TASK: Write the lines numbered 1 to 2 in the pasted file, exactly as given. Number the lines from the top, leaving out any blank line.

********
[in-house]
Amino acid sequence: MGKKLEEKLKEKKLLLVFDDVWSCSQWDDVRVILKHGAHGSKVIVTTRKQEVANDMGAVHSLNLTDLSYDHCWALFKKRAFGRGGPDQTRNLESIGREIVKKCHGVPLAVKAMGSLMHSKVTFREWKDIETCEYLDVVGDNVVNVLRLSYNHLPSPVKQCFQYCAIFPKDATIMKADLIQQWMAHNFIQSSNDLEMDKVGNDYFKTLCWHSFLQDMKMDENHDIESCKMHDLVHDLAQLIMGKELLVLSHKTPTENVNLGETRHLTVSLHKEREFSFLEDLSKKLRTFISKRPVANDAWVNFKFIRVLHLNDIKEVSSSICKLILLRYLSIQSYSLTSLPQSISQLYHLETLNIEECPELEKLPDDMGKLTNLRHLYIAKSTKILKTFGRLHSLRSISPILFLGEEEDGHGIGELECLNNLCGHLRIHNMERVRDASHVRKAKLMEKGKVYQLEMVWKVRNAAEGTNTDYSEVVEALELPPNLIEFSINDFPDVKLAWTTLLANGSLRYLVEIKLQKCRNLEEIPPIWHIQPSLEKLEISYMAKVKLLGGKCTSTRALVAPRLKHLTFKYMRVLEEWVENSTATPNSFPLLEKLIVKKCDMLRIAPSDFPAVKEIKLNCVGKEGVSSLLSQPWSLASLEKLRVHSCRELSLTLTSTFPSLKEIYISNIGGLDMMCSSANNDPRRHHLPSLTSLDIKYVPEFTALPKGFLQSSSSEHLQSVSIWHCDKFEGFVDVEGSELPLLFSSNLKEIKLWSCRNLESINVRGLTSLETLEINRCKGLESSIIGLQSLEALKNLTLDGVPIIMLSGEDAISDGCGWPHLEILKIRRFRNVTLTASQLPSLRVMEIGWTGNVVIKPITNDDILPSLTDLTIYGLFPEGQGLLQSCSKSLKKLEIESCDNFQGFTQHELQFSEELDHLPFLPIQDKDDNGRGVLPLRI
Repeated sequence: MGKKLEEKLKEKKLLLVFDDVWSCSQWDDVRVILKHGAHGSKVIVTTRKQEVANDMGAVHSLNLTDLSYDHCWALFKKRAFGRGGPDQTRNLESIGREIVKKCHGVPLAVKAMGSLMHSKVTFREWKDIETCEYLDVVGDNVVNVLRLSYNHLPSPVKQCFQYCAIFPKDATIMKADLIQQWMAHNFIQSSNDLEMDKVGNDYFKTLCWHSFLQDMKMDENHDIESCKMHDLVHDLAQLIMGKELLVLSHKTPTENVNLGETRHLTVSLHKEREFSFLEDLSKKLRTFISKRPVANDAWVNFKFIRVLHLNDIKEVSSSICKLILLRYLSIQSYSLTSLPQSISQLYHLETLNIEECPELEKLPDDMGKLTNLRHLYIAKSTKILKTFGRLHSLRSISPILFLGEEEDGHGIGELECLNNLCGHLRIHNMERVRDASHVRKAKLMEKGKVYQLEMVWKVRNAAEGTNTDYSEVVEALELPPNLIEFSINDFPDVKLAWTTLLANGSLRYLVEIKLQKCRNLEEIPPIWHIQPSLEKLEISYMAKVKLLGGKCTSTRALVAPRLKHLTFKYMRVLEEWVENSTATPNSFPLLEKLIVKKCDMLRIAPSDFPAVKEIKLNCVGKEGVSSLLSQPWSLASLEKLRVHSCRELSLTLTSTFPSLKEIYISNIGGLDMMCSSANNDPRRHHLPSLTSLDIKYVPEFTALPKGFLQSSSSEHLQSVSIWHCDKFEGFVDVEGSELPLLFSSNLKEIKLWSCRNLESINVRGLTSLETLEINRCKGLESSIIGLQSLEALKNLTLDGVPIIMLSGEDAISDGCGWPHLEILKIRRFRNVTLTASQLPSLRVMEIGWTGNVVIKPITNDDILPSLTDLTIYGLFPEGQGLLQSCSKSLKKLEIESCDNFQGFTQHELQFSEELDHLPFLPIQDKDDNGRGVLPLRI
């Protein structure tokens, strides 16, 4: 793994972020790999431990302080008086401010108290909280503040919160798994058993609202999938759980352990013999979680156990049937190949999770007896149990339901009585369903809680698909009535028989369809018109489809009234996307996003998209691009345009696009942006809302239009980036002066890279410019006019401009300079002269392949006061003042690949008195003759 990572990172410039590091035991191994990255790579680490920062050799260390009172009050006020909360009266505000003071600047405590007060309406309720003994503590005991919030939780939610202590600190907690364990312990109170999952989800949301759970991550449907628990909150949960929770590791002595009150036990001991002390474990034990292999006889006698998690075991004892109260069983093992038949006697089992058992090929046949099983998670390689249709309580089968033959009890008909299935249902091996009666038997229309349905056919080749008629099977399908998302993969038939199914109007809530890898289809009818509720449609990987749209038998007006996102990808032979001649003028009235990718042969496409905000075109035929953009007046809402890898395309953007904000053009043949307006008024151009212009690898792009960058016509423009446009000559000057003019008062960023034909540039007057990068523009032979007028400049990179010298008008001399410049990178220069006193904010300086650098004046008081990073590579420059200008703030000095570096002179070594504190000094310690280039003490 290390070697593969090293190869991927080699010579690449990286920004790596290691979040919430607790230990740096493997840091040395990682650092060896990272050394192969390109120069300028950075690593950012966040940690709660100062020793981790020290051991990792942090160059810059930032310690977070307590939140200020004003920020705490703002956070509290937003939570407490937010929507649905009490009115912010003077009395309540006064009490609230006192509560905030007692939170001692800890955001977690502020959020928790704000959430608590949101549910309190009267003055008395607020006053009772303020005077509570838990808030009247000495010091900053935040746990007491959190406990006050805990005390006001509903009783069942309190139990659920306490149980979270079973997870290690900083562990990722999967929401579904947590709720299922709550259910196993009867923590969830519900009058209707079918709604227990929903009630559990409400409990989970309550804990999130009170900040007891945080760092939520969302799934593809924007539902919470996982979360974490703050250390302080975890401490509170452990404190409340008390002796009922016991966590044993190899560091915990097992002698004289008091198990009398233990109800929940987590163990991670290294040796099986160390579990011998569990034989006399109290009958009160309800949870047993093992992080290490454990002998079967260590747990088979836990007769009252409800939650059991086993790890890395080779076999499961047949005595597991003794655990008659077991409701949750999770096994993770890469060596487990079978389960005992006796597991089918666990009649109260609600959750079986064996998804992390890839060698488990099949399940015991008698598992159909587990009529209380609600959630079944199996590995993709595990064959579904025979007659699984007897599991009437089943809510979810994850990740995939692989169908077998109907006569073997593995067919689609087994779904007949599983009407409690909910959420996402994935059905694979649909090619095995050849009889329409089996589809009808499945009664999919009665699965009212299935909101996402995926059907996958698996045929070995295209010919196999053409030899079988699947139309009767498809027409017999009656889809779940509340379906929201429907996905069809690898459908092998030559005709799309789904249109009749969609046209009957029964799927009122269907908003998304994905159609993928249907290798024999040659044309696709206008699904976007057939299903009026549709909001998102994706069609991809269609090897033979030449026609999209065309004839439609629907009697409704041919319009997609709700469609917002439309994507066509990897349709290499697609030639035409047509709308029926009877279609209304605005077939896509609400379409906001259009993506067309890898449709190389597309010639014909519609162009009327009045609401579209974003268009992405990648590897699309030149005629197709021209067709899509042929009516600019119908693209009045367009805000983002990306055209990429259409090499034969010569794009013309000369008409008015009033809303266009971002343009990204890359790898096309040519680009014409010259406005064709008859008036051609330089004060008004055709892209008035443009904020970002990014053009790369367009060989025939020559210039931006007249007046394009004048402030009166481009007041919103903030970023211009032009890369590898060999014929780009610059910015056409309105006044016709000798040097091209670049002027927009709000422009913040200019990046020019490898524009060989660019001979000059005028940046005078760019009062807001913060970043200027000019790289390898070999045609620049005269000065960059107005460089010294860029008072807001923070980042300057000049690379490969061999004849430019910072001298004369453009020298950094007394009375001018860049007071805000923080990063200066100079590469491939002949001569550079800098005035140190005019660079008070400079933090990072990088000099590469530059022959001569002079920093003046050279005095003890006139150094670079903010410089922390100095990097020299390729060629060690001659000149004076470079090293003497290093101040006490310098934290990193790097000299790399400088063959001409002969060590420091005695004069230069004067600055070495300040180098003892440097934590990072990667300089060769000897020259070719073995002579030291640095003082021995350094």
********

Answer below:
[in-house]
Amino acid sequence: MGKKLEEKLKEKKLLLVFDDVWSCSQWDDVRVILKHGAHGSKVIVTTRKQEVANDMGAVHSLNLTDLSYDHCWALFKKRAFGRGGPDQTRNLESIGREIVKKCHGVPLAVKAMGSLMHSKVTFREWKDIETCEYLDVVGDNVVNVLRLSYNHLPSPVKQCFQYCAIFPKDATIMKADLIQQWMAHNFIQSSNDLEMDKVGNDYFKTLCWHSFLQDMKMDENHDIESCKMHDLVHDLAQLIMGKELLVLSHKTPTENVNLGETRHLTVSLHKEREFSFLEDLSKKLRTFISKRPVANDAWVNFKFIRVLHLNDIKEVSSSICKLILLRYLSIQSYSLTSLPQSISQLYHLETLNIEECPELEKLPDDMGKLTNLRHLYIAKSTKILKTFGRLHSLRSISPILFLGEEEDGHGIGELECLNNLCGHLRIHNMERVRDASHVRKAKLMEKGKVYQLEMVWKVRNAAEGTNTDYSEVVEALELPPNLIEFSINDFPDVKLAWTTLLANGSLRYLVEIKLQKCRNLEEIPPIWHIQPSLEKLEISYMAKVKLLGGKCTSTRALVAPRLKHLTFKYMRVLEEWVENSTATPNSFPLLEKLIVKKCDMLRIAPSDFPAVKEIKLNCVGKEGVSSLLSQPWSLASLEKLRVHSCRELSLTLTSTFPSLKEIYISNIGGLDMMCSSANNDPRRHHLPSLTSLDIKYVPEFTALPKGFLQSSSSEHLQSVSIWHCDKFEGFVDVEGSELPLLFSSNLKEIKLWSCRNLESINVRGLTSLETLEINRCKGLESSIIGLQSLEALKNLTLDGVPIIMLSGEDAISDGCGWPHLEILKIRRFRNVTLTASQLPSLRVMEIGWTGNVVIKPITNDDILPSLTDLTIYGLFPEGQGLLQSCSKSLKKLEIESCDNFQGFTQHELQFSEELDHLPFLPIQDKDDNGRGVLPLRI